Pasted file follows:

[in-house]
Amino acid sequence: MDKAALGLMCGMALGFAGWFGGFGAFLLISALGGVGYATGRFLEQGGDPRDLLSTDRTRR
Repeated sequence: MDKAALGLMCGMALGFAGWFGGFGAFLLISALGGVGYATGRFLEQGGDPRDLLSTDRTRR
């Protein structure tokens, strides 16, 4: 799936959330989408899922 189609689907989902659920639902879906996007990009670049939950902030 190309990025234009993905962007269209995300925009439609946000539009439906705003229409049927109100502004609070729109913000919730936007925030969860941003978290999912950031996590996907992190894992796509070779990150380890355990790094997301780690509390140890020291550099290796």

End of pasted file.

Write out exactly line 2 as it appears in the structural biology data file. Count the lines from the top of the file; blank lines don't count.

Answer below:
Amino acid sequence: MDKAALGLMCGMALGFAGWFGGFGAFLLISALGGVGYATGRFLEQGGDPRDLLSTDRTRR